If conventional wisdom indicates that football games are won and lost in the trenches and familiarity is paramount for an offensive line, call this bizarro week in Columbus, where no one seems quite sure who will be where at any given time on the offensive line but the halfback and quarterback just might succeed anyway.
With regular starting left guard Steve Rehring still not all the way back to 100 percent from a foot injury but healthy enough to contribute, a multitude of lineups are possible for No. 14 Ohio State's trip to Madison Saturday night to take on the 18th-ranked Badgers.
The Buckeyes are expected to start the game with the same lineup that has played the bulk of Ohio State's offensive snaps the last two games: From left to right, Alex Boone, Jim Cordle, Michael Brewster, Ben Person and Bryant Browning.
Rehring was injured Sept. 13 as the Buckeyes were losing to then-No. 1 USC, and the following week Cordle slid over from his usual spot at center to make way for Brewster, a promising true freshman.
While one would think that could make building chemistry difficult, Cordle said otherwise.
"When I moved over, we got a pretty good chemistry right away," he said. "Now we've got Steve back and Mitchum is playing well. He's going to rotate in for us (along with) Andy Miller. We've got Steve at right tackle and (Browning) moving around. I think we get enough reps in practice and as the game goes on, coaches can tell what the best lineup is and what the best role is. I think the chemistry is going to be there."
He equated Rehring to a sixth man in basketball "because he's not 100 percent yet and he's not in good enough shape to play the whole game."
Whatever combination of players Ohio State offensive coordinator and line coach Jim Bollman opts to use at any given time against Wisconsin, he will be looking for an upgrade in performance from last week.
No Buckeye was given the Jim Parker offensive lineman of the week award after Ohio State's 34-21 win over Minnesota last Saturday because none of Bollman's troops graded out to a winning performance.
That came as a surprise to the players, who felt good about themselves when looking at the stat sheet and seeing 279 rushing yards, the most for an Ohio State squad since late 2005.
Then they watched the film.
"We ended up playing not as well as we thought, and a lot of that is due to Beanie making us look good," Cordle said.
He referred to star tailback Chris "Beanie" Wells, who returned from a three-game absence to rush for 106 yards on 14 carries. Also helping greatly to enhance the running numbers was quarterback Terelle Pryor, who gained 97 yards on eight attempts.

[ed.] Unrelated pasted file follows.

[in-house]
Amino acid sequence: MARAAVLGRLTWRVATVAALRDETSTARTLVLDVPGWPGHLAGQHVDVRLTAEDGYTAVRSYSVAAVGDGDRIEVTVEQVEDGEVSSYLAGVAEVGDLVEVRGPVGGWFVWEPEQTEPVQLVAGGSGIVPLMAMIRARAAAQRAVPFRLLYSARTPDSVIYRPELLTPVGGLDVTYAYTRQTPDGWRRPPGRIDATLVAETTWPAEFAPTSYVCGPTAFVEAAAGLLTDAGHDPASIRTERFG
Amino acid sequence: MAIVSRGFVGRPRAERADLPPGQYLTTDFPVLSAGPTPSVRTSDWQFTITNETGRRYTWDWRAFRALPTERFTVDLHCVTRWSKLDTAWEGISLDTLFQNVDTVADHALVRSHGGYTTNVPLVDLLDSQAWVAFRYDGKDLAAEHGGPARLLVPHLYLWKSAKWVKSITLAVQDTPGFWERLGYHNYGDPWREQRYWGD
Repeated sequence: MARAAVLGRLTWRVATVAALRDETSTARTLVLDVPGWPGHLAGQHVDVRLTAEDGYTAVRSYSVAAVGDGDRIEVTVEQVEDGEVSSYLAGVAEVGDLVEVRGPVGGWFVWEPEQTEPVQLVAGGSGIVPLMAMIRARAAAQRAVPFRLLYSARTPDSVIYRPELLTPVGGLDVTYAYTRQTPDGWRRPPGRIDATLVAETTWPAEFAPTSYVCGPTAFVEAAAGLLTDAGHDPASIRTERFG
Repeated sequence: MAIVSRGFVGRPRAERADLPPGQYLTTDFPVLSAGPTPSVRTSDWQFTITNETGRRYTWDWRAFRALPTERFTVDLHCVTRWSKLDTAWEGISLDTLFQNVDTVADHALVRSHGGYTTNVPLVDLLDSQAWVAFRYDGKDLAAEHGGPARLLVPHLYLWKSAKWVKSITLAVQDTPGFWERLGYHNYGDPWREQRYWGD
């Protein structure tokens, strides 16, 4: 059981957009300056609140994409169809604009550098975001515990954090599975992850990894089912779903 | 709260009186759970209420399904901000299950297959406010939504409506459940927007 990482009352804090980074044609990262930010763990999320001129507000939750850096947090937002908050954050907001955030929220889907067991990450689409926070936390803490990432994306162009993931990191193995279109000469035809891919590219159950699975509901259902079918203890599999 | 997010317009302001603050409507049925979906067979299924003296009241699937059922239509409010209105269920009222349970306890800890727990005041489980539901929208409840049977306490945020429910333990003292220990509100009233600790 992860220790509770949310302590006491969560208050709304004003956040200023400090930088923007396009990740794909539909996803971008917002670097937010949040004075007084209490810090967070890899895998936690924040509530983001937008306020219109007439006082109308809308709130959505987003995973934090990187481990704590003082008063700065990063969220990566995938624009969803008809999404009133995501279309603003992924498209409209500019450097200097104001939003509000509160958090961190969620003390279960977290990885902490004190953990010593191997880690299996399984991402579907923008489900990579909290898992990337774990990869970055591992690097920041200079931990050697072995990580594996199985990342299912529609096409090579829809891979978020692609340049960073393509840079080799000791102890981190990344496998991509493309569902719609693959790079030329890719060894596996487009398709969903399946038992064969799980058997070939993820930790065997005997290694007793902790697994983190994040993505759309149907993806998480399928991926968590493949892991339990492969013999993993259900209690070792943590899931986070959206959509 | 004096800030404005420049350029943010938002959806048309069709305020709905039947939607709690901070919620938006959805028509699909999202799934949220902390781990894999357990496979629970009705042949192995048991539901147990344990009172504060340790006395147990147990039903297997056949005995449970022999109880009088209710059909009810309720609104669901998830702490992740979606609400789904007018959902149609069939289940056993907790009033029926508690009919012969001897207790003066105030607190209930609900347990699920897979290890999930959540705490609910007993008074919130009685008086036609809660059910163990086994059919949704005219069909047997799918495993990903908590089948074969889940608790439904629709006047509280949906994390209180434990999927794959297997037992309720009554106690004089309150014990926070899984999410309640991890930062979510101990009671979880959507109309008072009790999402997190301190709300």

In Wells and Pryor, Ohio State has two athletes weighing more than 230 pounds and blessed with tremendous speed and natural running ability. Such combinations can make average blocking look better, which is not all bad, according to Bollman.
"I think anywhere on offense, you better have a guy that can carry the ball – and throw the ball and catch the ball and do all that kind of stuff – and up front we can figure out some way to trip'em up," Bollman said, getting a bit animated as he did. "That's what I think."
That drew a laugh from the reporters gathered around the coach, but he was not finished giving credit to the so-called "skill position" players.
"Everybody always says it starts up front, and it does start up front – we always talk about giving those other guys a chance to operate – but you better have some guys who can operate, because you can block'em all you want to, and if there's no one to run the ball or catch the ball or throw the ball, we're not scoring any touchdowns."
That just might mean that Ohio State can afford to keep tinkering up front until it gets the right lineup, whether that is one group of the same five players all the time or some other combination with others mixed in.
In 2006, Ohio State regularly deployed an entire second offensive line for a full series, even during games that were far from decided.
All involved endorsed the move as the starters welcomed the breather, and the reserves gained valuable experience.
Pryor to the season, there was talk of reprising that practice, but it has not happened yet. The injury to Rehring and the return to health of Mitchum and Miller, both of whom missed games in the first month, could lead to a variation of it.
However playing time shakes out in games, Cordle sees a long-term benefit to all the rotation in practice.
"As we go into the Big Ten, it will be nice to have a lot of guys who can play," Cordle said. "If I need a rest or another guy needs a rest, someone else can go in and we can take a few plays off.
"It's nice to have a cohesive unit all year and you can see how everybody gets better not only as an individual but as a group. We've got a pretty consistent lineup now with the 1s, and some other guys can roll in. Overall, it's just something we have to adjust to, but it's not that much of a fall off from having the same five guys all year."